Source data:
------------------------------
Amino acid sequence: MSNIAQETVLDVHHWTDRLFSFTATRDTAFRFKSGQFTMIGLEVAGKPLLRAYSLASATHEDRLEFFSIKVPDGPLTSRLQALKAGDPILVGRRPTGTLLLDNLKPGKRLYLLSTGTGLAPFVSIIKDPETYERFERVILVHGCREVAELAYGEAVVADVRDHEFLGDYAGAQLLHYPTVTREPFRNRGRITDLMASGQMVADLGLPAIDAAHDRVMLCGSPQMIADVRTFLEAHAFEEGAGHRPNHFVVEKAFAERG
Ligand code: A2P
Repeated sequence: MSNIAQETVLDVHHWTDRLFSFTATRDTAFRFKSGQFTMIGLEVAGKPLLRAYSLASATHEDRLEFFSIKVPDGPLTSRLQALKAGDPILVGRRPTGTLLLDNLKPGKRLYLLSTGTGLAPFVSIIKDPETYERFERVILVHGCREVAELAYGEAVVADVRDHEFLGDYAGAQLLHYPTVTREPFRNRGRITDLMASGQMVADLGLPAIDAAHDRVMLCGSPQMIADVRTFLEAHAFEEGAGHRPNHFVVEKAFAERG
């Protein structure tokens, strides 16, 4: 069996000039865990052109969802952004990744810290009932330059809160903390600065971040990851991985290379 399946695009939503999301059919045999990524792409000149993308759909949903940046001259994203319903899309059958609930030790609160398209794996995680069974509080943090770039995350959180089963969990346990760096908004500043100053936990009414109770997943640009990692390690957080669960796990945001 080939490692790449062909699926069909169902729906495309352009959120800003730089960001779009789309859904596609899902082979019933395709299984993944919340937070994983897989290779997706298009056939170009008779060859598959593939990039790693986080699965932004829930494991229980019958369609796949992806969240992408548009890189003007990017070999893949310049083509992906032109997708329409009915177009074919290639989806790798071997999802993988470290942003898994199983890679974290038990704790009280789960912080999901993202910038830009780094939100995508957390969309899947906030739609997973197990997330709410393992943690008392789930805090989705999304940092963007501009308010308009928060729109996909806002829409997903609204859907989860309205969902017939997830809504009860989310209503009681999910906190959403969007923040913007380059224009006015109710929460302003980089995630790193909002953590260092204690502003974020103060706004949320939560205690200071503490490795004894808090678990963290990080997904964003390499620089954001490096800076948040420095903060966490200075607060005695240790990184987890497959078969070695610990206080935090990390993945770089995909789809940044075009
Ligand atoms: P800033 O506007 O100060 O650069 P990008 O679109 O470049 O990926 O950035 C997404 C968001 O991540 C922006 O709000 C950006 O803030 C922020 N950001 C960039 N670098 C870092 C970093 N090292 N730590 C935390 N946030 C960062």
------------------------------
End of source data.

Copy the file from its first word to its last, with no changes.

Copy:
Amino acid sequence: MSNIAQETVLDVHHWTDRLFSFTATRDTAFRFKSGQFTMIGLEVAGKPLLRAYSLASATHEDRLEFFSIKVPDGPLTSRLQALKAGDPILVGRRPTGTLLLDNLKPGKRLYLLSTGTGLAPFVSIIKDPETYERFERVILVHGCREVAELAYGEAVVADVRDHEFLGDYAGAQLLHYPTVTREPFRNRGRITDLMASGQMVADLGLPAIDAAHDRVMLCGSPQMIADVRTFLEAHAFEEGAGHRPNHFVVEKAFAERG
Ligand code: A2P
Repeated sequence: MSNIAQETVLDVHHWTDRLFSFTATRDTAFRFKSGQFTMIGLEVAGKPLLRAYSLASATHEDRLEFFSIKVPDGPLTSRLQALKAGDPILVGRRPTGTLLLDNLKPGKRLYLLSTGTGLAPFVSIIKDPETYERFERVILVHGCREVAELAYGEAVVADVRDHEFLGDYAGAQLLHYPTVTREPFRNRGRITDLMASGQMVADLGLPAIDAAHDRVMLCGSPQMIADVRTFLEAHAFEEGAGHRPNHFVVEKAFAERG
């Protein structure tokens, strides 16, 4: 069996000039865990052109969802952004990744810290009932330059809160903390600065971040990851991985290379 399946695009939503999301059919045999990524792409000149993308759909949903940046001259994203319903899309059958609930030790609160398209794996995680069974509080943090770039995350959180089963969990346990760096908004500043100053936990009414109770997943640009990692390690957080669960796990945001 080939490692790449062909699926069909169902729906495309352009959120800003730089960001779009789309859904596609899902082979019933395709299984993944919340937070994983897989290779997706298009056939170009008779060859598959593939990039790693986080699965932004829930494991229980019958369609796949992806969240992408548009890189003007990017070999893949310049083509992906032109997708329409009915177009074919290639989806790798071997999802993988470290942003898994199983890679974290038990704790009280789960912080999901993202910038830009780094939100995508957390969309899947906030739609997973197990997330709410393992943690008392789930805090989705999304940092963007501009308010308009928060729109996909806002829409997903609204859907989860309205969902017939997830809504009860989310209503009681999910906190959403969007923040913007380059224009006015109710929460302003980089995630790193909002953590260092204690502003974020103060706004949320939560205690200071503490490795004894808090678990963290990080997904964003390499620089954001490096800076948040420095903060966490200075607060005695240790990184987890497959078969070695610990206080935090990390993945770089995909789809940044075009
Ligand atoms: P800033 O506007 O100060 O650069 P990008 O679109 O470049 O990926 O950035 C997404 C968001 O991540 C922006 O709000 C950006 O803030 C922020 N950001 C960039 N670098 C870092 C970093 N090292 N730590 C935390 N946030 C960062």